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04-11-2010, 03:48 AM   #31
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QuoteOriginally posted by rparmar Quote
There is little or no evidence than in-lens stabilisation achieves better hand-held rates. The only advantage is that the image appears stable in the viewfinder. The disadvantages include more parts to break and higher prices for lenses, not to mention a complete lack of stabilised lenses in some areas.
German Foto Magazin Feb 10 compared different SR techniques

04-11-2010, 03:56 AM   #32
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QuoteOriginally posted by jct us101 Quote
That makes more sense then! Didn't Canon just release a 100mm L IS lens? (you guys probably mentioned it before, which is where I got the 100mm IS misunderstanding in the first place).
In post 18 above Pingfood lists Canon's stabilised primes. It looks quite accurate to my untutored eye.
04-11-2010, 08:34 AM   #33
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QuoteOriginally posted by jct us101 Quote
That makes more sense then! Didn't Canon just release a 100mm L IS lens? (you guys probably mentioned it before, which is where I got the 100mm IS misunderstanding in the first place).

I suppose that is kind of odd that Canon doesn't have stabilized primes, but then again primes are not Canon's best area, considering how few they have, and how expensive that few is.
I am not going to post the list again, but I counted the ones currently sold and I think it was something like 35 PRIME lenses alone. And they are DAMNED good in most cases, so I wouldn't say it's "not Canon's best area".

Also, they are not always expensive. The 100/2, 85/1.8, 50/1.4, 35/2 and others are very good performers and don't break the bank.
04-11-2010, 12:43 PM   #34
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As I follow this, the issue is not offering primes in the (approximate) 20-70mm range, or offering OS at any length, but offering OS + 20-70mm primes?

It's going to become an issue as mirror-less cameras gain in popularity and consumers who want more than the kit zooms start looking around for lenses like the top-notch Lumix 20 f/1.7 to get the very best out of the systems. A certain percentage of DSLR users select primes for the image quality and we should assume that there is the same market interest in the emerging mirror-less market. The first brand that offers stabilized "small" primes (either in-lens or in-body) is going to steal that market share. Why Samsung or Panasonic didn't build in-body OS into their cameras when they were designing them from the ground up, just eludes me. Somebody will do it, and it would be nice if it could be Pentax getting ahead of the curve this time,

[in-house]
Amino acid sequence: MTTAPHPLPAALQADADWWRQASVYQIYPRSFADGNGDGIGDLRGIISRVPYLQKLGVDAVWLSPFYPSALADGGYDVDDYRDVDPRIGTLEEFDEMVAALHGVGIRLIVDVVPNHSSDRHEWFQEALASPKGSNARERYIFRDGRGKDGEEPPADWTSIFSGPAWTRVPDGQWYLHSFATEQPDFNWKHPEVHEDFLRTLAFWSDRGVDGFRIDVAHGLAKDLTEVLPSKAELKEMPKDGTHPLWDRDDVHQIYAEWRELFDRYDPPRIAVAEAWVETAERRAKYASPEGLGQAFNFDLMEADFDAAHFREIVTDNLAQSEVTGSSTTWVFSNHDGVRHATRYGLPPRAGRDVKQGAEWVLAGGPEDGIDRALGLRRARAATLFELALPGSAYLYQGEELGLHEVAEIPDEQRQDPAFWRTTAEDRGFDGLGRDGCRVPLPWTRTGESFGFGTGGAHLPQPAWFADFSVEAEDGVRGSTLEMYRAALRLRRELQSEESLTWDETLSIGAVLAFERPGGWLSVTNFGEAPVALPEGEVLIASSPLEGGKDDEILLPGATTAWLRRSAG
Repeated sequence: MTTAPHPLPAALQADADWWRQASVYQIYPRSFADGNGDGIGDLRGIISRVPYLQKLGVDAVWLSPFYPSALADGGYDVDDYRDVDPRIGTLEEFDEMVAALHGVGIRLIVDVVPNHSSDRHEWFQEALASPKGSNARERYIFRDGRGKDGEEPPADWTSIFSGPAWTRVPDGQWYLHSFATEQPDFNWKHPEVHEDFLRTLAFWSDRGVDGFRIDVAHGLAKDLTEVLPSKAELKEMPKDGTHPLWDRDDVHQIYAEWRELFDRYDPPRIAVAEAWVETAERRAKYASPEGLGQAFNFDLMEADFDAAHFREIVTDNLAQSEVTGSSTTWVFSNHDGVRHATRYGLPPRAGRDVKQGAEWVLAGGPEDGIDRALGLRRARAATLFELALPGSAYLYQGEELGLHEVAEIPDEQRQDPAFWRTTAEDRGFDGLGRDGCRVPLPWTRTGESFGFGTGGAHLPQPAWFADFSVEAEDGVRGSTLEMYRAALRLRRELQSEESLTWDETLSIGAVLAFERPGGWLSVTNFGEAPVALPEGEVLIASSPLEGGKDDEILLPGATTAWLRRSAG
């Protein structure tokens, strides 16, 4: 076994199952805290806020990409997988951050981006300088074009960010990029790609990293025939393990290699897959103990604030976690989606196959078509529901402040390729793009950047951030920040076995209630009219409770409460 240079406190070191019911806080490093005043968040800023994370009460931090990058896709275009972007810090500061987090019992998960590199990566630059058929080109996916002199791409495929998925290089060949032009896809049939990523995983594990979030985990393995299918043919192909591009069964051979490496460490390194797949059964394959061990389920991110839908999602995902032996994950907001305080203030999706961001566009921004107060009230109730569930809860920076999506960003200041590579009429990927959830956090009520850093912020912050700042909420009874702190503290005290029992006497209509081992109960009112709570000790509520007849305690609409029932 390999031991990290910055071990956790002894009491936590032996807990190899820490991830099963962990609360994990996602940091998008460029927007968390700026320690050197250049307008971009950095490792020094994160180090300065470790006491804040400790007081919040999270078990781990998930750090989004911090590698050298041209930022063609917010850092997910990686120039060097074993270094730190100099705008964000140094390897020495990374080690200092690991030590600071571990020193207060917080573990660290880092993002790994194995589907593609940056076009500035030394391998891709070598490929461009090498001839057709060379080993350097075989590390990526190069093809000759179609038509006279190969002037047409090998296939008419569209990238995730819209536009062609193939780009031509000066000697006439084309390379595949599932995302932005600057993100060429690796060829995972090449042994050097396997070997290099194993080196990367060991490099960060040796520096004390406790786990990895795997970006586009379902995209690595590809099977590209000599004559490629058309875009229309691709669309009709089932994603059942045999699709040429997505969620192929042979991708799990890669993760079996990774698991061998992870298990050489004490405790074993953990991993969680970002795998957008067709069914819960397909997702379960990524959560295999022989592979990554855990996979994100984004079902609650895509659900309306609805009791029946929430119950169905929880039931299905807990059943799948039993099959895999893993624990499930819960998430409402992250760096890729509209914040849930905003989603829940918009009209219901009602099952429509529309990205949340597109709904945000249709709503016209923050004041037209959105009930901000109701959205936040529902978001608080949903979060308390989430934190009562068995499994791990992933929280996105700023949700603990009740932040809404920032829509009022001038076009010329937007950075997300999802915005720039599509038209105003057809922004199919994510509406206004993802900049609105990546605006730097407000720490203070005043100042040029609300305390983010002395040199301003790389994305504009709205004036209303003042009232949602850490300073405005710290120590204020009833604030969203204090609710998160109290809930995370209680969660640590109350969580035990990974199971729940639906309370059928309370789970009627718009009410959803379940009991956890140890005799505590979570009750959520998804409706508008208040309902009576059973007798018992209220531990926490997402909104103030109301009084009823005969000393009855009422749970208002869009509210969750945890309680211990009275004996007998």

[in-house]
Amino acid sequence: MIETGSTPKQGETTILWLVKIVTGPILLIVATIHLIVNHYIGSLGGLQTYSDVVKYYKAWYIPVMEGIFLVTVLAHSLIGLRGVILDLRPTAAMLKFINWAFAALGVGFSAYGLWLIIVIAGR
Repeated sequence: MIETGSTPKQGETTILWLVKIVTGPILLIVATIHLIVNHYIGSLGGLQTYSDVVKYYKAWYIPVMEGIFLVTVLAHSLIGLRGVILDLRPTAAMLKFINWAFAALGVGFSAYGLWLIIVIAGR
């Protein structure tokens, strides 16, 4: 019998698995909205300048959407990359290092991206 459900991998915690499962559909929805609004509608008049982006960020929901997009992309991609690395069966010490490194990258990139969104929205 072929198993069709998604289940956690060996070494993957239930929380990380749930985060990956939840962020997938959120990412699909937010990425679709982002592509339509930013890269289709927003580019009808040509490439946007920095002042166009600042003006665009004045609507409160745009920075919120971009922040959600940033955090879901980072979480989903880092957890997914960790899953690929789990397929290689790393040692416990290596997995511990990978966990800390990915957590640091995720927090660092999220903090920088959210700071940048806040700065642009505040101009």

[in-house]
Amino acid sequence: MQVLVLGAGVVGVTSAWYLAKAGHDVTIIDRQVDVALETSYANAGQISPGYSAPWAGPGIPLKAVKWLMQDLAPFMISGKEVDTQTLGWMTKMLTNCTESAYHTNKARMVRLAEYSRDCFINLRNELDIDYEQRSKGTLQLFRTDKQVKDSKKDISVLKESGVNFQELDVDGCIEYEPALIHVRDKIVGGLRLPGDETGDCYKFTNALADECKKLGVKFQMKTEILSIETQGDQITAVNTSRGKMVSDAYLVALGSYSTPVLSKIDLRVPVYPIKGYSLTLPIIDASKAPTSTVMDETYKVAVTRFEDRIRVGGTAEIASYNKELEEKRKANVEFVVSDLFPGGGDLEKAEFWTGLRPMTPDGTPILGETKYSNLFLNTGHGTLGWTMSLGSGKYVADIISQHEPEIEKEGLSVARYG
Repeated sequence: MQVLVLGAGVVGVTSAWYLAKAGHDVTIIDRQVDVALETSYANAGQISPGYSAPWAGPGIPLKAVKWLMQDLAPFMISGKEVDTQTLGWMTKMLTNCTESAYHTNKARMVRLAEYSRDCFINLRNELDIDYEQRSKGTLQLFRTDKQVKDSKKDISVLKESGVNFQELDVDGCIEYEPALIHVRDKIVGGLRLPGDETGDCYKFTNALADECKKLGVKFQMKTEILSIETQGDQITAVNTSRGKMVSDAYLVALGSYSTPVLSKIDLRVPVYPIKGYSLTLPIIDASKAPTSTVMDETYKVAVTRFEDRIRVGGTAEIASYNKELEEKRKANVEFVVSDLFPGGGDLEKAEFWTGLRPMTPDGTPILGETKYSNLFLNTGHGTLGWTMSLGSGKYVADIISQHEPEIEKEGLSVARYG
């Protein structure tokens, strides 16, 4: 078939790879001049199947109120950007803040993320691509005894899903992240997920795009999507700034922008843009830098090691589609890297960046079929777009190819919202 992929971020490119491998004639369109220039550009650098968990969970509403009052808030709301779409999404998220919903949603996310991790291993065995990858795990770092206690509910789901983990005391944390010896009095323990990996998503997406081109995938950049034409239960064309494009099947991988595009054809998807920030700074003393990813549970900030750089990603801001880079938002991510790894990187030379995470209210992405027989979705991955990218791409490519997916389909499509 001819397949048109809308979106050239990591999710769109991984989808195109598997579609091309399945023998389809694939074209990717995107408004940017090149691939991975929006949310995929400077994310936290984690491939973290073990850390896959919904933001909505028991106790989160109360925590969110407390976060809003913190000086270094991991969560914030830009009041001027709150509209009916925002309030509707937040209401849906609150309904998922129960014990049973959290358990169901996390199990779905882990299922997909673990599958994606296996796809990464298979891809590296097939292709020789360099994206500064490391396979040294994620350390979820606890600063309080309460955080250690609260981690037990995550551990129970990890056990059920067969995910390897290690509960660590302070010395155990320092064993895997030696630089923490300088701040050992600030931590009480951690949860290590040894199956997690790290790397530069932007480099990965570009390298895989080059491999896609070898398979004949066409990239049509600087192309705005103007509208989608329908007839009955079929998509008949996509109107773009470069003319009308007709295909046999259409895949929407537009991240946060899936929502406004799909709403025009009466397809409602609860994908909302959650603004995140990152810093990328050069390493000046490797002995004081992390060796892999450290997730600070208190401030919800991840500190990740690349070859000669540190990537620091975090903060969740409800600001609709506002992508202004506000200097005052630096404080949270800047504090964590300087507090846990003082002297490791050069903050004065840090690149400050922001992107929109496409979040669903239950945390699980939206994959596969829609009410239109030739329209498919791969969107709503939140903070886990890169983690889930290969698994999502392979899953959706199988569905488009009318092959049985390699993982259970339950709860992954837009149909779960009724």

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04-11-2010, 05:11 PM   #35
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Olympus has done in-body IS on their micro 4/3 cameras for a while.
04-12-2010, 10:04 PM   #36
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QuoteOriginally posted by pkaliaf1 Quote
Pentax system offers an advantage but not that much - around 1 stop, I mean in real life.
My life is real, and I get more like 2+ stops. Still, even one stop is great when it applies to all your lenses.

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On the other hand, Nikon system is just so much better. I'm not talking about mega-expensive lenses. Take for example the 70-300 VR (around 480 Euros in Greece).
That's not a prime - and that's the subject of this thread. Yes, there are some low-end consumer zooms that aren't very expensive, and then some mega-expensive lenses (primes and zooms), but nothing in the middle. Nothing like the wonderful primes I shoot with on Pentax.
04-12-2010, 10:18 PM   #37
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QuoteOriginally posted by stanjo Quote
SR does almost nothing for your 40mm lens - you need to shoot slower than 1/125 to need SR. 1/125 is almost always achievable with higher ISO. If you really need to shoot under 1/125, subject movement becomes an issue. But if the subject is static, just use a tripod/monopod.
The world doesn't neatly divide into subjects that need 1/125and subjects for which you can use a tripod. In the real world, there are lots of subjects that can be effectively captured at 1/30", but the situations don't allow for a tripod.

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In practice SR with 40mm only helps for hand-held shots of static subjects in very low light.
Not just totally static, but subjects that aren't moving *too* fast. In other words, about 50% of what I shoot - candids & concerts especially.
04-12-2010, 10:21 PM   #38
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QuoteOriginally posted by FHPhotographer Quote
As I follow this, the issue is not offering primes in the (approximate) 20-70mm range, or offering OS at any length, but offering OS + 20-70mm primes?
Not that lengths exclusively, but sure, those are lengths most people use most. And while Canon offers some longer stabilized primes, most they are way outside most people's budgets.

04-13-2010, 01:16 AM   #39
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QuoteOriginally posted by Marc Sabatella Quote